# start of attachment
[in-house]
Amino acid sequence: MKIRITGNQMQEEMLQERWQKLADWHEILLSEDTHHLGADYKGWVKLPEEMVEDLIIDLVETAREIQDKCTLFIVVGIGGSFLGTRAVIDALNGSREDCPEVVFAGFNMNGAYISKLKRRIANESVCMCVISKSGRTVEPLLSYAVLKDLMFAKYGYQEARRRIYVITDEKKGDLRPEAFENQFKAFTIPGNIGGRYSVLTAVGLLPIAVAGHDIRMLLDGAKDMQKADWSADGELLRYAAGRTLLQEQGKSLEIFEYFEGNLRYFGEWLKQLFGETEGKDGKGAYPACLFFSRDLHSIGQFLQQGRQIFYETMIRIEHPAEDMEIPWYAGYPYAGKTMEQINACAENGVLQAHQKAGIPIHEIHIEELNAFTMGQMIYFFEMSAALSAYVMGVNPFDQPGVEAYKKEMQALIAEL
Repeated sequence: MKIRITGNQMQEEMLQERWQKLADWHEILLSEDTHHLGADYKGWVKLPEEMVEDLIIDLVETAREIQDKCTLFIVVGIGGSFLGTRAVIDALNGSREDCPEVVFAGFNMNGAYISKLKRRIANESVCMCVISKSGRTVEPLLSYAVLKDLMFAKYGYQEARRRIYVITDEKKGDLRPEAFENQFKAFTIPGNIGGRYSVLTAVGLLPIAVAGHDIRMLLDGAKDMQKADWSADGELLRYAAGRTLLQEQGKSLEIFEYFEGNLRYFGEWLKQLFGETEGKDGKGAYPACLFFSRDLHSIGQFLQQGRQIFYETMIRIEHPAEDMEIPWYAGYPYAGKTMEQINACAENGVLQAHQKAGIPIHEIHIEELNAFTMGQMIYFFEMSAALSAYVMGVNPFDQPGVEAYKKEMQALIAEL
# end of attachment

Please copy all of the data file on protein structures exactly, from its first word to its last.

[in-house]
Amino acid sequence: MKIRITGNQMQEEMLQERWQKLADWHEILLSEDTHHLGADYKGWVKLPEEMVEDLIIDLVETAREIQDKCTLFIVVGIGGSFLGTRAVIDALNGSREDCPEVVFAGFNMNGAYISKLKRRIANESVCMCVISKSGRTVEPLLSYAVLKDLMFAKYGYQEARRRIYVITDEKKGDLRPEAFENQFKAFTIPGNIGGRYSVLTAVGLLPIAVAGHDIRMLLDGAKDMQKADWSADGELLRYAAGRTLLQEQGKSLEIFEYFEGNLRYFGEWLKQLFGETEGKDGKGAYPACLFFSRDLHSIGQFLQQGRQIFYETMIRIEHPAEDMEIPWYAGYPYAGKTMEQINACAENGVLQAHQKAGIPIHEIHIEELNAFTMGQMIYFFEMSAALSAYVMGVNPFDQPGVEAYKKEMQALIAEL
Repeated sequence: MKIRITGNQMQEEMLQERWQKLADWHEILLSEDTHHLGADYKGWVKLPEEMVEDLIIDLVETAREIQDKCTLFIVVGIGGSFLGTRAVIDALNGSREDCPEVVFAGFNMNGAYISKLKRRIANESVCMCVISKSGRTVEPLLSYAVLKDLMFAKYGYQEARRRIYVITDEKKGDLRPEAFENQFKAFTIPGNIGGRYSVLTAVGLLPIAVAGHDIRMLLDGAKDMQKADWSADGELLRYAAGRTLLQEQGKSLEIFEYFEGNLRYFGEWLKQLFGETEGKDGKGAYPACLFFSRDLHSIGQFLQQGRQIFYETMIRIEHPAEDMEIPWYAGYPYAGKTMEQINACAENGVLQAHQKAGIPIHEIHIEELNAFTMGQMIYFFEMSAALSAYVMGVNPFDQPGVEAYKKEMQALIAEL